The term ‘cognition’ collectively refers to a group of high-level brain functions including information processing, memory, attention and concentration, processes such as planning, prioritising and problem-solving, visual perception, and verbal fluency. What some people might not realise is that it’s not unusual for people living with multiple sclerosis (MS) to experience problems with their cognition, or cognitive function.
Cognitive problems in MS are often the result of changes in the brain, with specific cognitive symptoms depending on the area of the brain that’s affected. But you should keep in mind that factors outside of the disease process can also play a role in the onset of cognitive impairment in MS. Depression, anxiety, stress, fatigue, and a lack of sleep can all influence cognitive performance.
Read on to gain a better understanding of the benefits of recognising any changes in your own cognitive function and to discover the signs to look out for.
Changes in cognition
For most people living with MS, any changes in cognitive function are mild and only affect one or two areas of cognition. But for a small minority, changes are more noticeable and can be more challenging to live with on a day-to-day basis.
It’s probably no surprise to hear that a decline in cognitive function has the potential to impact many aspects of someone’s life, affecting relationships, social activities, and employment to name a few, which all feed into and have a negative influence on quality of life. Experiencing cognitive problems can also be emotional and distressing. Those affected may find their symptoms embarrassing, feel like they are losing their sense of self or that they are ‘going mad’, or feel vulnerable with low self-esteem.
However, it’s important to remember that there is no ‘one size fits all’ when it comes to the cognitive symptoms of MS. People are affected in many different ways and this can influence the way that someone reacts to these changes.
Given the wide impact that cognitive problems can have on the lives of people living with MS, it’s key that any changes in cognitive function are detected early so they can be managed as soon as possible. Assessment of cognitive function early in the MS disease course has been shown to help predict future impairments, limitations, and disease progression.Therefore, early recognition of cognitive changes may also allow for a tailored approach to MS management that aims to reduce the future impact and disease progression.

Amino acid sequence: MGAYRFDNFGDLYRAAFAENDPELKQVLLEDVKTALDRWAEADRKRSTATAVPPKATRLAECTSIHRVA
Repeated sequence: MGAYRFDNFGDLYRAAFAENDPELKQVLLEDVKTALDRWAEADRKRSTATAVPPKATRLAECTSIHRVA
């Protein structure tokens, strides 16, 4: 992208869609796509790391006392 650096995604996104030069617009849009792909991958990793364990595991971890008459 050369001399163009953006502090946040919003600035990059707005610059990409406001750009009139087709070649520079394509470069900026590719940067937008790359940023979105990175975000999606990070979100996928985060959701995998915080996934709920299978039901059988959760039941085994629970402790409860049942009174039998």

As humans, we simply aren’t that great at judging our own cognition, so it can be really tricky to identify changes in your cognitive function and it’s totally normal for small differences over time to go unnoticed.
These changes also tend to develop slowly, making it harder to recognise a decline in cognition, and it can be easy to blame subtle changes on other things, such as being busy at work or not getting a good night’s sleep. Many people who experience mild changes in cognitive function also find that they have picked up small tricks to compensate for changes without even realising it.
Although there are lots of signs that may indicate a decline in cognition, those which arise are different for everyone and will largely depend on the cognitive function that’s affected. For example, if your short-term memory is affected, you may find it harder to remember new things more than you usually would.
While this isn’t a complete list, here are some common examples of things you should look out for and might notice if you’re experiencing problems with cognitive function
Difficulty finding the right words to say in conversation
Difficulty keeping up with tasks or conversations
Trouble learning and remembering new things
Difficulty making decisions or showing poor judgement
Find that multitasking is tricky and slow
Planning and problem solving is more challenging – knowing what you want to do but unable to figure out how to do it
Having poor concentration and being easily distracted
Taking longer to read than normal
Getting lost due to difficulties processing spatial information
Difficulty remembering what to do at work or during daily routines at home
Problems with job performance
Decreased academic performance, including falling grades and social challenges
There are certain disease factors that are associated with cognitive symptoms. So if you can, try and pay particular attention to changes in your cognitive health if or when any of these factors apply to you:
Later in the disease course
Although they can occur at any time, even as a first symptom of MS, cognitive changes are more common later in the disease process
Talk to your doctor about changes in your own cognition
If you’re experiencing any new cognitive symptoms or changes in your cognitive function, talk to your neurologist or MS nurse. Create your own Talk To Your Doctor Guide that you can take with you to your next appointment to support the conversation you have on this topic with a member of your healthcare team.
Identifying early changes in cognitive function is important to make sure they are managed and that you are receiving the best care possible for your MS.